Army has fewer contractors but they cost more, study shows

The Army employs a smaller contractor workforce than previous Defense Department studies have found, but contractors who work for the Army cost more than was previously thought, according to preliminary data from an Army study. These findings, released Friday in a notice in the Federal Register, are the first results from a controversial Army study of its contractor workforce. The study required Army contractors to report basic information on how they fulfill their contracts, including how much contractor employees get paid, how many hours they work and who their customers are within the service. The Army effort was halted last month when the Defense Department and Office of Management and Budget concluded Army officials had violated the federal rulemaking process while setting up the study. But before the project was stopped, the Army collected information on more than $9.2 billion in service contracts from 1,200 contractors. The Federal Register notice formally repealed the rule that had allowed the project to go forward. The notice, however, also included information about the part of the study that had been completed. The study is based on empirical data reported by contractors, in contrast to previous Pentagon studies, which used information from the Federal Procurement Data System to estimate the total number of contractors working for the Defense Department.

In earlier reports, Pentagon officials arrived at a contractor count by dividing the total dollar value of all service contracts by an estimate of what it costs to pay a contractor employee. A March report by the Pentagon used this method to estimate that 230,000 contractors served the Army in fiscal 1999. But preliminary results from the recent Army project suggest the Army has less than 230,000 contractors, a finding that means the cost estimates used to generate the 230,000 figure are probably too low. "Initial indications are that the numbers of contract manpower equivalents reported by contractors were lower (for the associated values) than those estimated employing algorithms currently used by the Department of the Army and the Department of Defense for reporting to Congress," said the Army in the notice. This means that Army service contract dollars support fewer contractor employees than previous estimates had figured, according to Dan Guttman, a fellow with the Johns Hopkins University School of Government. "It's saying that if you have a fixed pot of money spread across fewer people, the people are more expensive," he said. "This is a finding with significant budgetary implications and begs further explanation." The notice did not contain numerical results from the Army study. Army public affairs officials were unable to provide further information on the study. In a recent interview, Kenneth Oscar, the Army's acting acquisition chief, said the results of the Army study would be used to evaluate the Pentagon's method for estimating a count of contractors. While the notice complies with Defense instructions to halt the project, the Army also emphasized that it still needs empirical data on the contractor workforce. "The Army needs this information for a host of reasons, including planning, programming and budgeting, and prioritization and allocation of resources," said the Army in the Federal Register notice. The merits of the Army project have caused a stir within the Army, pitting personnel planners against procurement officials, according to Oscar.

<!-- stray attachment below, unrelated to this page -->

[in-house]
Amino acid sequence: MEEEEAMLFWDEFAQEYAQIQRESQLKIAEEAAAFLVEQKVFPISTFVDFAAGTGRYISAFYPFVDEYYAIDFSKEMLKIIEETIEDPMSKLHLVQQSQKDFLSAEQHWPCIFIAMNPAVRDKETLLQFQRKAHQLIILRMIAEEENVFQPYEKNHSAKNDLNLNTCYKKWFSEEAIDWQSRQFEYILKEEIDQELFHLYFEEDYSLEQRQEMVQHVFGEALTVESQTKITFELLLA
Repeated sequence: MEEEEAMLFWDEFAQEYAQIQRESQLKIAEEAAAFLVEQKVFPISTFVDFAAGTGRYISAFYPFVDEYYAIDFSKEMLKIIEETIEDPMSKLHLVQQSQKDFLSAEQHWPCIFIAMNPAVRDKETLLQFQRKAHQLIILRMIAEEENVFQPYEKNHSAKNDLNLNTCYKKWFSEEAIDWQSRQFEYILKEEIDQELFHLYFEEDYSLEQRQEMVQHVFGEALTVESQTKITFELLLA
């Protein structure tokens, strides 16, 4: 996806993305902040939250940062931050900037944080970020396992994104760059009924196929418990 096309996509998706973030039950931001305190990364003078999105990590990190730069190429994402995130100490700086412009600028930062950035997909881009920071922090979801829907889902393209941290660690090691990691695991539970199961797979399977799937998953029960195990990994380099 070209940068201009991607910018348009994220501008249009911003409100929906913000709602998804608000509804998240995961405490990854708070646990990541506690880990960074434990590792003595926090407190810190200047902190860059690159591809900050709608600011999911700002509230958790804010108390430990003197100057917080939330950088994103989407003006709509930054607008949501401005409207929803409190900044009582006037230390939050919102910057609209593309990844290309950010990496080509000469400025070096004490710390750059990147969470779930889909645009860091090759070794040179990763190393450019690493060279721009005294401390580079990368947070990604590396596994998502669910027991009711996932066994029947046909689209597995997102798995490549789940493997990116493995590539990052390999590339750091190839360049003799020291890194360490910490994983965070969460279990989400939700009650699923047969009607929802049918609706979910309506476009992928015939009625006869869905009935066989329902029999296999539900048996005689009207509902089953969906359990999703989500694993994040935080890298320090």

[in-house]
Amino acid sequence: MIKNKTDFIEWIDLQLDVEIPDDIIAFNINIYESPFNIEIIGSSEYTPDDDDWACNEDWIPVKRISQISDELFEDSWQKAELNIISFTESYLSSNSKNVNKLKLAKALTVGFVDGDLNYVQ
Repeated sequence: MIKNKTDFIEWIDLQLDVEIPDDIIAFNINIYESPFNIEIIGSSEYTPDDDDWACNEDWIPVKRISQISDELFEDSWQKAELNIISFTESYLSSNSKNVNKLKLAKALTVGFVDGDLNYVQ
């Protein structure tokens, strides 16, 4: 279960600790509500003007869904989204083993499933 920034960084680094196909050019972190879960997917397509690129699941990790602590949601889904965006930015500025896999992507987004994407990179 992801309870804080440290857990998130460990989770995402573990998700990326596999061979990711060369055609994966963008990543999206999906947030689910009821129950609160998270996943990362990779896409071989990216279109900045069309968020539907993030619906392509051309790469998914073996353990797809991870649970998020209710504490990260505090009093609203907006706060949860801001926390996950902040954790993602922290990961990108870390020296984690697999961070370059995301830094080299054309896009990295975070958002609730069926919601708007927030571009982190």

"[Army] personnel people feel they need the data, while acquisition people have been working hard to streamline procurement opportunities and do acquisition reform," said Oscar.

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